Editor's Note: Be sure to read today's interview with Dear Jon regarding the release of his book.
I realize that all my millions of fans have been so caught up in the release of my book, that it has completely slipped your minds to ask me my advice on how to cope with one of the great issues of 2008: The announcement by Brett Favre that he wants to return to the NFL.
So I am plugging the gap today, for two reasons: First, the circus that has grown around his antics is still in town, and second, I wanted to have an article to coincide with the big hype for my book on the Partial Observer.
Sports fans in general are following this story out of historical curiosity. It is fun to speculate on what Favre might accomplish if he comes back to football. But my interest in this development only reaches that far. In my opinion, which as you know I value highly, Favre has tainted his legacy and has now diminished the joy of football.
Favre has some astonishing achievements in his hall-of-fame career. However, I doubt that he is worth 12 million dollars to the Green Bay Packers this season, especially when the Packers now must consider life after Favre. I agree with the Packers management. They need to look forward. It was unfair for Favre to officially retire and then waffle. The Packers need to leverage decisions for their future.
The truth is, Brett Favre has not produced a Super Bowl victory since it was played in 1997. The truth is he has not played at All-Pro caliber since the following 1997 season. The truth is, and I know Packers fans globally will flame me for this and might even boycott my book, but I am going to say it anyway--I would rather have seen the pure pocket command and discipline of Troy Aikman or Tom Brady in the Packers huddle, and three or four super bowl championships.
My friends have heard me say such things right along. This is no betrayal of an earlier position or viewpoint.
Because I have not lived in Green Bay's primary television market, I have mostly gotten to watch Green Bay games that were nationally televised. In these games which tended to be against teams of caliber, I have watched a disproportionate share of Brett Favre's defeats, and a disproportionate number of uniquely dumb-headed plays that only Brett Favre was capable of making --such as shovel-passing directly into the chest of Bears linebacker Brian Urlacher. The years Favre spent handing off to Ahman Green were actually years of relief for me.
Favre is rightfully a legend. As a legend he could have retired at the top of his game after an excellent 2007 season. The time was right. I received as a gift a Brett Favre tribute, a coffee table book published by Sports Illustrated. I loved what he brought to the game, and I loved the idea that he would go out in style.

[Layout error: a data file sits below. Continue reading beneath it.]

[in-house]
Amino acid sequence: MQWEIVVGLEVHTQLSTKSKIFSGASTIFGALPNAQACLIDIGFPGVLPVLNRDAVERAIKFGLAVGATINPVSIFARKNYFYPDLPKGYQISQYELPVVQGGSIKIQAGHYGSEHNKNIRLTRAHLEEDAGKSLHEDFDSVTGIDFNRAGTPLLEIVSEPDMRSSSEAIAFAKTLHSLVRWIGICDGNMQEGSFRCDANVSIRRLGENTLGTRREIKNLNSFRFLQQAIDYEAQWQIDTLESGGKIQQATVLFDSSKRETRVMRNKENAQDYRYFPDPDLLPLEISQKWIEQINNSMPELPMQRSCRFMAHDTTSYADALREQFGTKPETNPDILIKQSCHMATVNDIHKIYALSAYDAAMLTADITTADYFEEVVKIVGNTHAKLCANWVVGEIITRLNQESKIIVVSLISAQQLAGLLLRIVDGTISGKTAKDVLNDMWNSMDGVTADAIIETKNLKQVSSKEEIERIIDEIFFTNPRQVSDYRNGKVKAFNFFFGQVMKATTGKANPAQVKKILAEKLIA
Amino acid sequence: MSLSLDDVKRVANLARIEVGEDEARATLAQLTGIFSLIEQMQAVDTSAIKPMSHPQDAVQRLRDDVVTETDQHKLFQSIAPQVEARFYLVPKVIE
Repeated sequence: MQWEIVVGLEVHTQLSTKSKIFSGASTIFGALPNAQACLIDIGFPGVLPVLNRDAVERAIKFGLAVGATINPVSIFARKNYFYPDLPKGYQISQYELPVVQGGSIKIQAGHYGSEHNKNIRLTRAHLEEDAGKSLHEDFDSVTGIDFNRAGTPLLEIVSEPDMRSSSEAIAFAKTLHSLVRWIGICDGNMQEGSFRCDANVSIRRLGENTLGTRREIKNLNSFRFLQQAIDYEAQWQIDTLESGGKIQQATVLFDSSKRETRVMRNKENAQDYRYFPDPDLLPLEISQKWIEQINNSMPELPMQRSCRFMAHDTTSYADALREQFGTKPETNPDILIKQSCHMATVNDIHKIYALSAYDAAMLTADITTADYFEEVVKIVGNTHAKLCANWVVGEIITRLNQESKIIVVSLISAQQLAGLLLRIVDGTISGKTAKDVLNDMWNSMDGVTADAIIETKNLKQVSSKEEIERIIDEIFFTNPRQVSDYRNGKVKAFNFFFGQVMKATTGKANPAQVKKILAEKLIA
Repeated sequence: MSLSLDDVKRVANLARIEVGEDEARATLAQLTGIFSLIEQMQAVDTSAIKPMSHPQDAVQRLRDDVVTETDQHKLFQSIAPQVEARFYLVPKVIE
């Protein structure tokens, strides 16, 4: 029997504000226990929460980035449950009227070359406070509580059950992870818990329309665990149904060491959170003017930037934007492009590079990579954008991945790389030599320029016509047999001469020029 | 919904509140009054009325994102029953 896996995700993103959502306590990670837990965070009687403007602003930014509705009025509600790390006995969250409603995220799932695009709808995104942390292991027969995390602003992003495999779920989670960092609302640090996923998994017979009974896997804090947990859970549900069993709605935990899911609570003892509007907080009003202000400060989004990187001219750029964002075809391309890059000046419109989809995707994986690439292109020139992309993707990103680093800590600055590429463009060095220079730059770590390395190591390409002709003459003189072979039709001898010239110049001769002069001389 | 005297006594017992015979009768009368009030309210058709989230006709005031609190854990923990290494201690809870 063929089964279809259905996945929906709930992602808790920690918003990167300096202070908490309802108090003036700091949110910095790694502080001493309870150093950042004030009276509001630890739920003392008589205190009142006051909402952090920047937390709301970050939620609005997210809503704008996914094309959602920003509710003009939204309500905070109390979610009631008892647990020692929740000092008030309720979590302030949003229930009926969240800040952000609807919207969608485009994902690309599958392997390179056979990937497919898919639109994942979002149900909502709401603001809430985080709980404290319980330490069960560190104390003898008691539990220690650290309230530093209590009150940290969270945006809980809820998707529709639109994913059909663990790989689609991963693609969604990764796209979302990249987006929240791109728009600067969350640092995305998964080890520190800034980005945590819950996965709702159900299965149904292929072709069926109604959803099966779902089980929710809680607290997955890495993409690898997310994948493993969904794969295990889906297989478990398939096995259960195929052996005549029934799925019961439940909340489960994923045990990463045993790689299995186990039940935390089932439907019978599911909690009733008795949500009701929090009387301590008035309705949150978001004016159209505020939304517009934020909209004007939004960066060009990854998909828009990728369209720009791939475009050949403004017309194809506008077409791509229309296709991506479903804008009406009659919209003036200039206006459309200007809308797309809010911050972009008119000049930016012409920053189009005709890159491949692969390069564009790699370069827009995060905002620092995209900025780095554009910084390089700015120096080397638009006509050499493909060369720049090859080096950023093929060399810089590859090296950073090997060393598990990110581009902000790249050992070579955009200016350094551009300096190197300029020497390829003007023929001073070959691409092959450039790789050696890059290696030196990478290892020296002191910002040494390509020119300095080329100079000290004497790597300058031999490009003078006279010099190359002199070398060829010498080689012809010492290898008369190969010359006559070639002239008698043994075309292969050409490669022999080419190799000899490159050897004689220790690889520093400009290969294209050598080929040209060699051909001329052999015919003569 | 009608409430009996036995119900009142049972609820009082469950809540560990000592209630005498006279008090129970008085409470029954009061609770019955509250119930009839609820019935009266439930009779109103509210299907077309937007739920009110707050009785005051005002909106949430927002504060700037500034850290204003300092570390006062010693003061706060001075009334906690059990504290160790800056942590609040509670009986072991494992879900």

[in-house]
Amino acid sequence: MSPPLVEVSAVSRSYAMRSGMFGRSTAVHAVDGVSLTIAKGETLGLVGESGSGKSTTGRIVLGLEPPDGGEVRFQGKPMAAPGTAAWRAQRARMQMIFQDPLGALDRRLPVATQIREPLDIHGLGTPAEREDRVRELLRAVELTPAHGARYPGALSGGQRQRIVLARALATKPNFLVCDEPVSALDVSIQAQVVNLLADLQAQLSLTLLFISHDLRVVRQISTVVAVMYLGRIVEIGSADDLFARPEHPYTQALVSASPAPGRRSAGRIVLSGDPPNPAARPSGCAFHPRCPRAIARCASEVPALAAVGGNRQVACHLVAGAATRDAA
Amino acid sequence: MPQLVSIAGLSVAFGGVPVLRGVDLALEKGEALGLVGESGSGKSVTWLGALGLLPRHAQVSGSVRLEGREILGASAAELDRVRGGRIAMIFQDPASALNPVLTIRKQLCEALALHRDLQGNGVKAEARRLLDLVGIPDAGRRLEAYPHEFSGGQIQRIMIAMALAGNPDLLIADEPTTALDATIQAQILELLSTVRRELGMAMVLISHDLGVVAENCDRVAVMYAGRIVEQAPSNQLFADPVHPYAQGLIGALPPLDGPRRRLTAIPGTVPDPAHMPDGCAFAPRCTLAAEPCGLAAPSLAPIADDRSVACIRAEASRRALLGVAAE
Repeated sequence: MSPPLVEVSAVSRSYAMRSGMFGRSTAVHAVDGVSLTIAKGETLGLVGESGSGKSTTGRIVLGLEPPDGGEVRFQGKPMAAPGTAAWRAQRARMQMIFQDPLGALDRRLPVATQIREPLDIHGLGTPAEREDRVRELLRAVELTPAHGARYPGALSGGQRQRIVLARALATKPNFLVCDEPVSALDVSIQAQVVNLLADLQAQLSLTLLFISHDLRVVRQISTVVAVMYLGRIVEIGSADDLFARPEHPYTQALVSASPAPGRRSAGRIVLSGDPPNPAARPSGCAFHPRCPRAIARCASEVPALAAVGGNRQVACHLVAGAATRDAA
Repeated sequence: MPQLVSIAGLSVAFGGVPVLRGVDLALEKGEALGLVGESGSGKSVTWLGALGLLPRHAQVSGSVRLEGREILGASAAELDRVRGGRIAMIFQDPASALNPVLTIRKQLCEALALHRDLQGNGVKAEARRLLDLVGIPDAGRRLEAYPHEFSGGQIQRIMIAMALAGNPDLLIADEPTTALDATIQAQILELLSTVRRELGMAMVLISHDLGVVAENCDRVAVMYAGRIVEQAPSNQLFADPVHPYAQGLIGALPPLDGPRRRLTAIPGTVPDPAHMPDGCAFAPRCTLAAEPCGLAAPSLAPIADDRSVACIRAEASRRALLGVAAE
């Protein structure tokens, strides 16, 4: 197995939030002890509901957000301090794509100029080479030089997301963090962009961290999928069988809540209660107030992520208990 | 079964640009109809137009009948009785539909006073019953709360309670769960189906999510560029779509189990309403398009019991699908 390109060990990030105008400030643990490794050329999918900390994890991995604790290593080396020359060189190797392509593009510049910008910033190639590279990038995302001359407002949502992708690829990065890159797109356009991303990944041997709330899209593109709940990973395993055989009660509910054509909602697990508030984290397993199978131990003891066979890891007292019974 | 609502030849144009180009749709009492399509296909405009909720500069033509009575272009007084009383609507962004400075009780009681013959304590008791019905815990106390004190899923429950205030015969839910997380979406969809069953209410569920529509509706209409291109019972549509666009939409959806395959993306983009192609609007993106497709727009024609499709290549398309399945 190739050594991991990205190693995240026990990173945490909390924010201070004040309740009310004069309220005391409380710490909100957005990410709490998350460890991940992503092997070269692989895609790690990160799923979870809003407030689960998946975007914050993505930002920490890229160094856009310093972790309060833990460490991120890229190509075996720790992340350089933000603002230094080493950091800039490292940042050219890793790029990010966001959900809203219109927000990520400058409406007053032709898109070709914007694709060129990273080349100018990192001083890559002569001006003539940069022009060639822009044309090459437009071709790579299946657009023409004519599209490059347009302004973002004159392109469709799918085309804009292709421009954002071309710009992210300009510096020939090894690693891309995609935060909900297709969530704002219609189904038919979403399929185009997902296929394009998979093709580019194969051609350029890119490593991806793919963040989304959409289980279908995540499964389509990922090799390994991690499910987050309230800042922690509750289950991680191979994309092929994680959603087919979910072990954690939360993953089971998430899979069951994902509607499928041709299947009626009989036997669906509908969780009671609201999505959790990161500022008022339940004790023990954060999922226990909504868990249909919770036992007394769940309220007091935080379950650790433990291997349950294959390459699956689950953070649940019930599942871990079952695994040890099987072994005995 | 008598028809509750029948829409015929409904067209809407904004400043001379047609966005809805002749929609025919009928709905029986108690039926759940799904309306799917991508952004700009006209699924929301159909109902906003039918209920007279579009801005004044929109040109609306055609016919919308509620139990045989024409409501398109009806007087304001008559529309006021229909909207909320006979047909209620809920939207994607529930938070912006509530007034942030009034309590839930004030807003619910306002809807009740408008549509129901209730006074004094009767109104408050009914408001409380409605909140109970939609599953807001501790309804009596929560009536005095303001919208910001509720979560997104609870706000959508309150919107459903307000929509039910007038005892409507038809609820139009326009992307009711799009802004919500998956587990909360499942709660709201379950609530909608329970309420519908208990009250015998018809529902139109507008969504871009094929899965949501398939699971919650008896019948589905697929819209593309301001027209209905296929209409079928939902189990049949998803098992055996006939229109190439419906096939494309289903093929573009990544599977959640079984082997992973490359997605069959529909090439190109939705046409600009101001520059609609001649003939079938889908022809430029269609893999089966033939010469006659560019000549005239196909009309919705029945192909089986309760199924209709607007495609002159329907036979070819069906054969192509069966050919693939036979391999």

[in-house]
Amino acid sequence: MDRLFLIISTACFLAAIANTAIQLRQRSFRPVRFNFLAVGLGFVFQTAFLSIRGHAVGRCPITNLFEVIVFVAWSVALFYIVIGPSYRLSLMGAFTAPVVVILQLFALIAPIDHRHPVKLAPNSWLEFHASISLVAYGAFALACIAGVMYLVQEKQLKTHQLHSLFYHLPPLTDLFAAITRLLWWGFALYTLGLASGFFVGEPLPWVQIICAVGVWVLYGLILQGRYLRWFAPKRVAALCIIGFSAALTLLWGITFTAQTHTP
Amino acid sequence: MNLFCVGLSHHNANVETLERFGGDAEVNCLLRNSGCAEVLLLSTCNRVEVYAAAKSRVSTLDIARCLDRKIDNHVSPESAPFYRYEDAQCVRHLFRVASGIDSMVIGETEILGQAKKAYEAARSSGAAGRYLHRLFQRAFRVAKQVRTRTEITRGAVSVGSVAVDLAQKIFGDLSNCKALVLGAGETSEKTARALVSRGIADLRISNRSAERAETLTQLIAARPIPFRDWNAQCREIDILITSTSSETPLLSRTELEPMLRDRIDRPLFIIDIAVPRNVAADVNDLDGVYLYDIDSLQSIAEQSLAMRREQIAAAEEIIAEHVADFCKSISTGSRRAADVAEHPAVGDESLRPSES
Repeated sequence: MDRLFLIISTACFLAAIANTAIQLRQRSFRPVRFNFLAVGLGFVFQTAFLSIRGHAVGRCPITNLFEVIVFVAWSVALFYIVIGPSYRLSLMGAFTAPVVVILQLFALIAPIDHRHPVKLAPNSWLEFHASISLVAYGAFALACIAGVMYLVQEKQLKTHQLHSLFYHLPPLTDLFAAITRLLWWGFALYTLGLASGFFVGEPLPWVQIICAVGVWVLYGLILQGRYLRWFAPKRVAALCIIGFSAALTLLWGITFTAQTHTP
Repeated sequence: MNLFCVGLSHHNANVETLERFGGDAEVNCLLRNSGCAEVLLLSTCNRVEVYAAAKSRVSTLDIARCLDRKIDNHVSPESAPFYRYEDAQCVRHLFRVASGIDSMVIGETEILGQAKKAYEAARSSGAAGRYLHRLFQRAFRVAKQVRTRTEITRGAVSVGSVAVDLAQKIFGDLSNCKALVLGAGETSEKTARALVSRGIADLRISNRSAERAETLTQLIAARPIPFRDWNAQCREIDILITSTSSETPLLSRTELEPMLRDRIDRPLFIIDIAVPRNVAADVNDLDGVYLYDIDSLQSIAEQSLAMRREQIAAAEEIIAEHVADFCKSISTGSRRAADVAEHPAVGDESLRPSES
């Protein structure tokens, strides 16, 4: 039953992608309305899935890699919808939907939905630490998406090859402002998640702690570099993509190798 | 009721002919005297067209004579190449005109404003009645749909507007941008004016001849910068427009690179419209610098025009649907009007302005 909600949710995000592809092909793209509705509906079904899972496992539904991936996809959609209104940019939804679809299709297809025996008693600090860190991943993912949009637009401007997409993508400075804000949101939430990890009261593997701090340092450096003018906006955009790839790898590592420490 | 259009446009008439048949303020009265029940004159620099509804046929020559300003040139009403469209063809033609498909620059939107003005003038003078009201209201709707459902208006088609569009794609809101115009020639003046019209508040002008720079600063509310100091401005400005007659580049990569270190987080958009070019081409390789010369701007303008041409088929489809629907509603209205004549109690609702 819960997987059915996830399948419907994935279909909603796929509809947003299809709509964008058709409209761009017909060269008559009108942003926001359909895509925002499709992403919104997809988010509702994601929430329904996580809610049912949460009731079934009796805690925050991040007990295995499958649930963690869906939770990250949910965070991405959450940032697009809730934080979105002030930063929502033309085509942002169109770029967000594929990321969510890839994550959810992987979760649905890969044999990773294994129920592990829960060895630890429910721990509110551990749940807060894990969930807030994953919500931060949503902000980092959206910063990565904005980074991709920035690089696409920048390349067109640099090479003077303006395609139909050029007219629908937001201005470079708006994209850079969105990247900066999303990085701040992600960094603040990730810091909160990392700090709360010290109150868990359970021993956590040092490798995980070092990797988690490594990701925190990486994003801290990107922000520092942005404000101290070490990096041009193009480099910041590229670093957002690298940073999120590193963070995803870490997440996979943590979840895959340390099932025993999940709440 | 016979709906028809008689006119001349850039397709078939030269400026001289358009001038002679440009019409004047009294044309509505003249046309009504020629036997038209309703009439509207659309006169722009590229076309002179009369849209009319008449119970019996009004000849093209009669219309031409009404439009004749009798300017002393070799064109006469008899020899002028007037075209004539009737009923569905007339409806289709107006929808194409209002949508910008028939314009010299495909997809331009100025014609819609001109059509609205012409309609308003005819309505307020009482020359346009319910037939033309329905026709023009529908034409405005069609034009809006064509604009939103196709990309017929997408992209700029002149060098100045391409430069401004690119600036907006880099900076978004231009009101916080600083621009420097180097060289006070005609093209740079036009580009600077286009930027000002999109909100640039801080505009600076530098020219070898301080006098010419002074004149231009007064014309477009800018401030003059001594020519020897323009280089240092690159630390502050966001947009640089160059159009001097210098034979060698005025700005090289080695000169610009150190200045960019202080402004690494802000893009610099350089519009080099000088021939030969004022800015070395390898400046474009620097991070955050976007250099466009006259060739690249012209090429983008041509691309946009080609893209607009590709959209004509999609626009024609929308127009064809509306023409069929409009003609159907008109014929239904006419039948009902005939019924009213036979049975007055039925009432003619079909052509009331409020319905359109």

No one was pressuring him to retire. We would all have loved to have him back another year or maybe even two. But he chose to retire with a great season of memories behind him, and that was also good; it was a decision I felt I could trust Favre to make.
What has happened now is not in good style or in good taste. This is an error in judgment. He is pushing his luck and he is exhausting America's enthusiasm for him. Being a media darling is great. Milking that is fine. Coming back for another bow after the audience has stopped clapping, begging for the spotlight after it has moved on to the next act, is embarrassing. Once the curiosity is over, fans of the NFL will have a bad taste in their mouths, and that is when Favre will begin to feel what is it like to be spit out.
The way to have milked the fame and affection, is to publish an autobiography. As it is, the human interest stories that made Brett Favre a hero and an icon, have become old news. Other men lose their fathers; other wives get sick and many are not so lucky; thousands of anonymous Americans have helped out those who suffered in Hurricane Katrina, including the family of Dear Jon. Those stories will not come into focus anymore. Instead, the story is becoming all about Brett Favre's ego and the shadow he is determined to cast over the Packers franchise, future, and the career of Aaron Rogers.
I've watched Favre's ego in action: for fifteen years I've watched Brett Favre forcing throws into misread coverage. Mr. Favre, in this broken play you should have eaten the ball and taken the loss and punted. I know you hate to do that. As it is, that duck that you hurled instead is fluttering into hostile coverage, and the ones to catch that ball and run with it won't be on your side.
For everyone else in Wisconsin; it's nothing personal. I happen to be a Packers fan more than a Brett Favre fan. I hope that warms you up enough to buy my book.